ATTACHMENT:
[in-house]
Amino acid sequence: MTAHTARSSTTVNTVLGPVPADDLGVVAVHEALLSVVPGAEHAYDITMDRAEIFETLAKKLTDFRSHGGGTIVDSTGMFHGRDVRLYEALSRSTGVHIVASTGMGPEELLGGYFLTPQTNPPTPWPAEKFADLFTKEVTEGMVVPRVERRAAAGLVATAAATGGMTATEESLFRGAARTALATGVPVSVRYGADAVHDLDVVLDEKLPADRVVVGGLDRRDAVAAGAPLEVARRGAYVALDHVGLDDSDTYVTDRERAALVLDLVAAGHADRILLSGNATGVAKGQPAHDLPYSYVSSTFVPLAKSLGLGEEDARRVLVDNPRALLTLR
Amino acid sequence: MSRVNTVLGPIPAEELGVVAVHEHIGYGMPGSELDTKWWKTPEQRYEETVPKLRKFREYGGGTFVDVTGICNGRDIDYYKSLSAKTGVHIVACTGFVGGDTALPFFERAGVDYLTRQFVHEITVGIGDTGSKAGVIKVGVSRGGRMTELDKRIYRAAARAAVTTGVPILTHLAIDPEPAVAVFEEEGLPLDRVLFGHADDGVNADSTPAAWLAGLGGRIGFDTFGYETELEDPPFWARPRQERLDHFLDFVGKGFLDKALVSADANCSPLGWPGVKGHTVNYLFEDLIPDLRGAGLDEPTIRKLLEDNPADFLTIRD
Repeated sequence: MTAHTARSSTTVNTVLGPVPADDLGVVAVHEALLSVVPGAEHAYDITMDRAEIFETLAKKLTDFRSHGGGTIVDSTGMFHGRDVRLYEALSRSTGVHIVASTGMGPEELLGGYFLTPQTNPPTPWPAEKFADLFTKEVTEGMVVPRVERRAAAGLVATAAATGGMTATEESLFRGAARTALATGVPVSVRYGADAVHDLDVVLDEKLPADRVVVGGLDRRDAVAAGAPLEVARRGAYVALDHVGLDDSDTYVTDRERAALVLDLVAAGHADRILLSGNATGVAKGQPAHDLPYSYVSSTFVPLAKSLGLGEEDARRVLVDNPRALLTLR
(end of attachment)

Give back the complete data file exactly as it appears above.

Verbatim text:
[in-house]
Amino acid sequence: MTAHTARSSTTVNTVLGPVPADDLGVVAVHEALLSVVPGAEHAYDITMDRAEIFETLAKKLTDFRSHGGGTIVDSTGMFHGRDVRLYEALSRSTGVHIVASTGMGPEELLGGYFLTPQTNPPTPWPAEKFADLFTKEVTEGMVVPRVERRAAAGLVATAAATGGMTATEESLFRGAARTALATGVPVSVRYGADAVHDLDVVLDEKLPADRVVVGGLDRRDAVAAGAPLEVARRGAYVALDHVGLDDSDTYVTDRERAALVLDLVAAGHADRILLSGNATGVAKGQPAHDLPYSYVSSTFVPLAKSLGLGEEDARRVLVDNPRALLTLR
Amino acid sequence: MSRVNTVLGPIPAEELGVVAVHEHIGYGMPGSELDTKWWKTPEQRYEETVPKLRKFREYGGGTFVDVTGICNGRDIDYYKSLSAKTGVHIVACTGFVGGDTALPFFERAGVDYLTRQFVHEITVGIGDTGSKAGVIKVGVSRGGRMTELDKRIYRAAARAAVTTGVPILTHLAIDPEPAVAVFEEEGLPLDRVLFGHADDGVNADSTPAAWLAGLGGRIGFDTFGYETELEDPPFWARPRQERLDHFLDFVGKGFLDKALVSADANCSPLGWPGVKGHTVNYLFEDLIPDLRGAGLDEPTIRKLLEDNPADFLTIRD
Repeated sequence: MTAHTARSSTTVNTVLGPVPADDLGVVAVHEALLSVVPGAEHAYDITMDRAEIFETLAKKLTDFRSHGGGTIVDSTGMFHGRDVRLYEALSRSTGVHIVASTGMGPEELLGGYFLTPQTNPPTPWPAEKFADLFTKEVTEGMVVPRVERRAAAGLVATAAATGGMTATEESLFRGAARTALATGVPVSVRYGADAVHDLDVVLDEKLPADRVVVGGLDRRDAVAAGAPLEVARRGAYVALDHVGLDDSDTYVTDRERAALVLDLVAAGHADRILLSGNATGVAKGQPAHDLPYSYVSSTFVPLAKSLGLGEEDARRVLVDNPRALLTLR